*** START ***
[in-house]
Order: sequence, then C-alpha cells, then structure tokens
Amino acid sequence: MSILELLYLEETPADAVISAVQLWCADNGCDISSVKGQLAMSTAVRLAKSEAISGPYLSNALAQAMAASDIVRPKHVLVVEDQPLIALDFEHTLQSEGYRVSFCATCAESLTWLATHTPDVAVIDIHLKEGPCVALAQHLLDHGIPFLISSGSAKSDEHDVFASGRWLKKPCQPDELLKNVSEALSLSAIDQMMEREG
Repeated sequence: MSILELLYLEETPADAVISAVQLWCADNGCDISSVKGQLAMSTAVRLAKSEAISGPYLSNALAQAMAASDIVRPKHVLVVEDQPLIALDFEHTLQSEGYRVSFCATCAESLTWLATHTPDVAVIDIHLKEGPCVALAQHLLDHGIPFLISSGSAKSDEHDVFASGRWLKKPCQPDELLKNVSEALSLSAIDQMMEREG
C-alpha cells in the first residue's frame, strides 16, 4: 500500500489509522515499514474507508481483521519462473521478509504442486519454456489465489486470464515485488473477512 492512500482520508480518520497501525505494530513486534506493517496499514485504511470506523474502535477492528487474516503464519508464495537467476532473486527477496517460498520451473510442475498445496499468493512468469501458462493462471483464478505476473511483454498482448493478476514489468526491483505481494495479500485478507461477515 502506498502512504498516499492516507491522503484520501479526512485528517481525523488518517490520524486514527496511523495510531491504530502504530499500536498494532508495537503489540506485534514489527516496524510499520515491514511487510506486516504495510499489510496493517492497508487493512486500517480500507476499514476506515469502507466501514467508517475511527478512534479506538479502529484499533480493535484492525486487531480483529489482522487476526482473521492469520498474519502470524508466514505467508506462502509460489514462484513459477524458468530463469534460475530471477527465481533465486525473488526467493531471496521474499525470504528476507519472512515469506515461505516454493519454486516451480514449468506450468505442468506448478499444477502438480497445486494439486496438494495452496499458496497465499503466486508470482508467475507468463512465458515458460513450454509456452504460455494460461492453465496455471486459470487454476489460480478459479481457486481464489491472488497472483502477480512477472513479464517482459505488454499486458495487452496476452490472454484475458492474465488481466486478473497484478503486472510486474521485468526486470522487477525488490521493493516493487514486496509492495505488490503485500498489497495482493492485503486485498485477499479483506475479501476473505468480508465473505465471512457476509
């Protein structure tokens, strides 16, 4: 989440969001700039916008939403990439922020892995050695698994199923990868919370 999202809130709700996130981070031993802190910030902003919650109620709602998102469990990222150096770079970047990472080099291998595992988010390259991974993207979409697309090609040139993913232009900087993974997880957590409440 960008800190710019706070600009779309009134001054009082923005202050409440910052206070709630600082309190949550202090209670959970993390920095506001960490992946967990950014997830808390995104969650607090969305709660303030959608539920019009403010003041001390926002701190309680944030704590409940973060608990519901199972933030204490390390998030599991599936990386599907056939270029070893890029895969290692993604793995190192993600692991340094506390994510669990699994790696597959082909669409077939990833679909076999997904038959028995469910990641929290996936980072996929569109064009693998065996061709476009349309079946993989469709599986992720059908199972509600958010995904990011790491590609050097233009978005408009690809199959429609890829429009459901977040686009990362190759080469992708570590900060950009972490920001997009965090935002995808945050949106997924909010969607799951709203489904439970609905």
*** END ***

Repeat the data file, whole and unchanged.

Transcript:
[in-house]
Order: sequence, then C-alpha cells, then structure tokens
Amino acid sequence: MSILELLYLEETPADAVISAVQLWCADNGCDISSVKGQLAMSTAVRLAKSEAISGPYLSNALAQAMAASDIVRPKHVLVVEDQPLIALDFEHTLQSEGYRVSFCATCAESLTWLATHTPDVAVIDIHLKEGPCVALAQHLLDHGIPFLISSGSAKSDEHDVFASGRWLKKPCQPDELLKNVSEALSLSAIDQMMEREG
Repeated sequence: MSILELLYLEETPADAVISAVQLWCADNGCDISSVKGQLAMSTAVRLAKSEAISGPYLSNALAQAMAASDIVRPKHVLVVEDQPLIALDFEHTLQSEGYRVSFCATCAESLTWLATHTPDVAVIDIHLKEGPCVALAQHLLDHGIPFLISSGSAKSDEHDVFASGRWLKKPCQPDELLKNVSEALSLSAIDQMMEREG
C-alpha cells in the first residue's frame, strides 16, 4: 500500500489509522515499514474507508481483521519462473521478509504442486519454456489465489486470464515485488473477512 492512500482520508480518520497501525505494530513486534506493517496499514485504511470506523474502535477492528487474516503464519508464495537467476532473486527477496517460498520451473510442475498445496499468493512468469501458462493462471483464478505476473511483454498482448493478476514489468526491483505481494495479500485478507461477515 502506498502512504498516499492516507491522503484520501479526512485528517481525523488518517490520524486514527496511523495510531491504530502504530499500536498494532508495537503489540506485534514489527516496524510499520515491514511487510506486516504495510499489510496493517492497508487493512486500517480500507476499514476506515469502507466501514467508517475511527478512534479506538479502529484499533480493535484492525486487531480483529489482522487476526482473521492469520498474519502470524508466514505467508506462502509460489514462484513459477524458468530463469534460475530471477527465481533465486525473488526467493531471496521474499525470504528476507519472512515469506515461505516454493519454486516451480514449468506450468505442468506448478499444477502438480497445486494439486496438494495452496499458496497465499503466486508470482508467475507468463512465458515458460513450454509456452504460455494460461492453465496455471486459470487454476489460480478459479481457486481464489491472488497472483502477480512477472513479464517482459505488454499486458495487452496476452490472454484475458492474465488481466486478473497484478503486472510486474521485468526486470522487477525488490521493493516493487514486496509492495505488490503485500498489497495482493492485503486485498485477499479483506475479501476473505468480508465473505465471512457476509
């Protein structure tokens, strides 16, 4: 989440969001700039916008939403990439922020892995050695698994199923990868919370 999202809130709700996130981070031993802190910030902003919650109620709602998102469990990222150096770079970047990472080099291998595992988010390259991974993207979409697309090609040139993913232009900087993974997880957590409440 960008800190710019706070600009779309009134001054009082923005202050409440910052206070709630600082309190949550202090209670959970993390920095506001960490992946967990950014997830808390995104969650607090969305709660303030959608539920019009403010003041001390926002701190309680944030704590409940973060608990519901199972933030204490390390998030599991599936990386599907056939270029070893890029895969290692993604793995190192993600692991340094506390994510669990699994790696597959082909669409077939990833679909076999997904038959028995469910990641929290996936980072996929569109064009693998065996061709476009349309079946993989469709599986992720059908199972509600958010995904990011790491590609050097233009978005408009690809199959429609890829429009459901977040686009990362190759080469992708570590900060950009972490920001997009965090935002995808945050949106997924909010969607799951709203489904439970609905």